SEAT was initially constructed by creating Component-LIT from literature and Component-EMP from empirical studies among MCQ users. The two were merged in the SEAT Framework (Figure 1), which evolved over four studies, 1a-1d, before being converted to the e-SEAT Instrument, which was validated and refined in Studies 2 and 3.

Figure 1. Evolution of SEAT and e-SEAT, adapted from Singh and de Villiers (2015).

Component-LIT emerged from literature studied by the primary researcher to identify pertinent criteria. Valenti et al. (2002) defined four categories of criteria for evaluating MCQ systems: Interface, Question Management, Test Management, and Implementation Issues. Pretorius et al. (2007) compiled attributes of a good e-assessment tool, using three of Valenti et al.'s categories and adding Technical, Pre-criteria (prior to usage), and Post-criteria (after usage). Component-LIT also contains criteria influenced by Carter et al. (2003); Lewis and Sewell (2007); and Maurice and Day (2004), resulting in a synthesis of 11 evaluation categories with 91 criteria.

Component-EMP emerged from interviews and questionnaires (72 and 64 participants respectively), which investigated empirically what features are required by users of MCQ systems. This research, conducted prior to Studies 1, 2, and 3 (the subject of this manuscript), generated 42 new evaluation criteria and a 12th category on Question Types (Burton, 2001; Miller, 2012; Singh & de Villiers, 2012; Wood, 2003). After integrating Component-LIT and Component-EMP, there were 12 categories with 91+42=133 criteria. Some categories were merged and compound criteria were subdivided into single issues, leading to 10 categories with 147 criteria in the initial SEAT Framework: Interface Design, Question Editing, Assessment Strategy, Test/Response Analysis, Reports, Test Bank, Security, Compatibility, Ease of Use, Technical Support, and Question Types (Singh & de Villiers, 2015).

Research Design and Methodology

The research question under consideration is: What are essential elements to include in a framework to evaluate e-assessment systems of the MCQ genre?

The overarching research design was action research, using mixed-methods strategies (Creswell, 2014) for longitudinal investigation of the developing SEAT and e-SEAT artefacts. The studies were conducted with different groups of participants invited due to their use of MCQs and suitability for the study in hand. A number of them worked in distance education. They critiqued, evaluated, and applied the framework, facilitating evolution from the SEAT Framework to the electronic evaluation instrument, e-SEAT. Quantitative and qualitative questionnaire surveys were conducted, as well as qualitative semi-structured interviews. The questionnaires gathered uniform data from large groups, while interviews allowed in-depth exploration of interesting and unanticipated avenues with individuals. As different participants scrutinised the Framework in empirical studies, they contributed additions, deletions, and refinements to the categories and criteria of the theoretical SEAT Framework and subsequently to the practical e-SEAT Instrument.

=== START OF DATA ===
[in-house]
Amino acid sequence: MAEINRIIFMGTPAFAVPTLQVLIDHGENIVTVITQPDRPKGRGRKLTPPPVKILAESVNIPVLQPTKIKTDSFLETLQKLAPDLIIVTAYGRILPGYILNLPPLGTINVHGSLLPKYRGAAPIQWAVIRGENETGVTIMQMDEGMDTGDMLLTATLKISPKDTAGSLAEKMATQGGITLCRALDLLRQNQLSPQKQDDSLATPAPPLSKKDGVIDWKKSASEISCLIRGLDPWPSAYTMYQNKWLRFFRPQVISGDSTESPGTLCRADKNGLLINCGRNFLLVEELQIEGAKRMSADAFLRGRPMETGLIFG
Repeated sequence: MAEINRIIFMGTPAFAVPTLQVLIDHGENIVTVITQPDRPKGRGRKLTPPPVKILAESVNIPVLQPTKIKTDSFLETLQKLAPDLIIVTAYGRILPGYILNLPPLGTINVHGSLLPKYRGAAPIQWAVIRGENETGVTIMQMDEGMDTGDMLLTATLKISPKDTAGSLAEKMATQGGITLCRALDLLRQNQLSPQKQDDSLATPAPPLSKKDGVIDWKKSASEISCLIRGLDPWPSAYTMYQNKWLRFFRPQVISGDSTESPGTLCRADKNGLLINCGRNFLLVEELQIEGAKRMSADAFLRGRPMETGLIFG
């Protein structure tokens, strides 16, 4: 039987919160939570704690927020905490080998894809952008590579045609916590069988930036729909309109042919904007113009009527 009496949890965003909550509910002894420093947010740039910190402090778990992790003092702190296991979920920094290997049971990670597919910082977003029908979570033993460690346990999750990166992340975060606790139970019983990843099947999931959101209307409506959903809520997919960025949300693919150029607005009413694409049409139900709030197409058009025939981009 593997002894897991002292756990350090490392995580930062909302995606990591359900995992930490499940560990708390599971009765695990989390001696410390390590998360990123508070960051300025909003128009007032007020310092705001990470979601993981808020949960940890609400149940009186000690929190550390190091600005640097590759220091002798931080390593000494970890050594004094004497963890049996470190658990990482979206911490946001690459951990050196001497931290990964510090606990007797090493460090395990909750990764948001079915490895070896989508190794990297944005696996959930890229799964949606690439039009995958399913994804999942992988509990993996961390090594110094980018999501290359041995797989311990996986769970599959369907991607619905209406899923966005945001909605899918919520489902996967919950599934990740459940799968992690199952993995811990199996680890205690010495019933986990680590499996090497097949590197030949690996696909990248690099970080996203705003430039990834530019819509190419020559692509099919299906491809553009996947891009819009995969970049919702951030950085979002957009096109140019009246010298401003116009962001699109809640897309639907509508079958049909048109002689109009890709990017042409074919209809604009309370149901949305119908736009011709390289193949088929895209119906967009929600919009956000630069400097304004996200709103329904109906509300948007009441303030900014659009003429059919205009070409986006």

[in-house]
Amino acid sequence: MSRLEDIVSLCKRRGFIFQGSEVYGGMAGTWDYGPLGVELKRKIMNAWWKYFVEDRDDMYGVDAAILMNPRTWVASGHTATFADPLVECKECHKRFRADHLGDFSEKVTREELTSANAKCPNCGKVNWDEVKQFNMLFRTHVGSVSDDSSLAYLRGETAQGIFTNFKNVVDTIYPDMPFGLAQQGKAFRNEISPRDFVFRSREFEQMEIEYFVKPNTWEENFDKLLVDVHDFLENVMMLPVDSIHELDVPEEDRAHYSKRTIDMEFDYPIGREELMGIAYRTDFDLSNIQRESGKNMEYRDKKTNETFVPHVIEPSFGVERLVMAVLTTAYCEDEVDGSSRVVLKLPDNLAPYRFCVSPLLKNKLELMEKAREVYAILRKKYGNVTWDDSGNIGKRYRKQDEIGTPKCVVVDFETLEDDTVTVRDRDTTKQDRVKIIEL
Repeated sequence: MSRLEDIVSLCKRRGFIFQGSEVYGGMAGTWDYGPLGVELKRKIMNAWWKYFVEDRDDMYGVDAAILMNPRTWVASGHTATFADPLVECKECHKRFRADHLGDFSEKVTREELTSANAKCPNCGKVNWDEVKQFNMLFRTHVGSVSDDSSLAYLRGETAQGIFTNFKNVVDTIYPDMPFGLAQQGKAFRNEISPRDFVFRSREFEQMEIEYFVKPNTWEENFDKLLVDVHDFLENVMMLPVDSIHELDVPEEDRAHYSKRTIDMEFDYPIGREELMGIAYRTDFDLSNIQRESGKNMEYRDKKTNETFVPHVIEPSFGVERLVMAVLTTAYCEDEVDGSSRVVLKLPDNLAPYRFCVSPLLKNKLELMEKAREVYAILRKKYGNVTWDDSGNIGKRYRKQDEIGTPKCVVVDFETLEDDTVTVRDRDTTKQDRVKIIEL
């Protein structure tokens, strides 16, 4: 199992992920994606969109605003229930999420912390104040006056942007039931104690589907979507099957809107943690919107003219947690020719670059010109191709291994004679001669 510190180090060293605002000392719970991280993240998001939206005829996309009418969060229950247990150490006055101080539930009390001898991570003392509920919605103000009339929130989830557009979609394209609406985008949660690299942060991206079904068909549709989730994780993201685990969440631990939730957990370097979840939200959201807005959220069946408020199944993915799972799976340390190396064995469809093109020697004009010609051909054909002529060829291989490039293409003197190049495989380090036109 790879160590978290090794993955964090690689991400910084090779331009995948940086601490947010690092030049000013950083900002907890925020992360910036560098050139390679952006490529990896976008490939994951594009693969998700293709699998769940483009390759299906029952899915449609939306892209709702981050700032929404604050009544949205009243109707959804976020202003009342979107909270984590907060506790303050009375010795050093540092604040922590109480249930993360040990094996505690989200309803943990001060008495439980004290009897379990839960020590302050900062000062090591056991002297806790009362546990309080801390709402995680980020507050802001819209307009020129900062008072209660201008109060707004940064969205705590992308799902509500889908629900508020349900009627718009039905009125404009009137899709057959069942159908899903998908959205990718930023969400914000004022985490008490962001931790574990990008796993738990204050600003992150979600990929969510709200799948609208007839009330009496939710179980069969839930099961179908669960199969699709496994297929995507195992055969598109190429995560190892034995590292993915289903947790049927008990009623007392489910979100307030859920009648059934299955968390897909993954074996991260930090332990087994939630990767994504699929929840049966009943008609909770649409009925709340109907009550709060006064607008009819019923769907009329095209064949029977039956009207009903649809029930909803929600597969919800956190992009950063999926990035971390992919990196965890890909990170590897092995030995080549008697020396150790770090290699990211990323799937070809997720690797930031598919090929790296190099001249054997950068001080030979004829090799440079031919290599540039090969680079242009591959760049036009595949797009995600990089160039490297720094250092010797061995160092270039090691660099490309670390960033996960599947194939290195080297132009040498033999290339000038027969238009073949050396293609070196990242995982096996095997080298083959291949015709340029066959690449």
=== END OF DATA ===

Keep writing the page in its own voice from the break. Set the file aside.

Figure 2 shows the series of six action research studies (Singh & de Villiers, 2015).

Figure 2. Action research applied to SEAT and e-SEAT instrument.

In Study 1, with four sub-studies, sets of participants inspected the SEAT Framework from varying perspectives to suggest extensions and refinements and to propose further criteria. After SEAT had been converted to the online e-SEAT Instrument, e-SEAT was investigated and refined. Study 2 evaluated the Instrument itself. Study 3 applied e-SEAT to evaluate specific MCQ systems, thus validating it by use. Participants were employees at HEIs in South Africa, particularly in computing-related disciplines: Computer Science, Information Systems, and Information Technology, but the findings are relevant to other disciplines too.

Findings of Evaluation, Application, Refinement and Validation of Seat and e-Seat

We discuss the action research series of Studies 1, 2, and 3, presenting selected findings.

Study 1 - SEAT Framework

Study 1 was iterative, comprising Studies 1a, 1b, 1c, and 1d that provided varying perspectives on the SEAT Framework with different groups of participants involved in each. The initial version of SEAT with 10 categories and 147 criteria, was a Microsoft Word document, uploaded on the online tool Survey Monkey for distribution and data analysis. In the process of conversion to Survey Monkey format, criteria were subdivided leading to 162.

Study 1a: Pilot study. In 1a, the primary researcher selected a convenience sample of two meticulous and experienced colleagues, who worked through the SEAT Framework

The structural-, content-, and system-related input from the Pilot was used to create the second version of the Framework, with 10 categories and 166 criteria.

Study 1b: SEAT Evaluation study. This major study continued the action research process of refining SEAT as a prelude to developing an electronic framework. The Framework was distributed to 80 users of MCQ systems from 16 HEIs. Fifty-six (70%) returned usable responses. The survey on Survey Monkey listed the criteria, along with an evaluation item for each. Participants rated the importance of each criterion on a scale from 1 (extremely important) to 7 (not at all important). The quantitative data was statistically analysed with the non-parametric sign test to assist identification of essential criteria (mean ≤3) and non-essential criteria (3<mean<6). Six criteria in the categories of Test and Response or Ease of Use scored mean ratings significantly >3 but <6, indicating they should be removed (Table 1).

Table 1

Identification of Criteria for Removal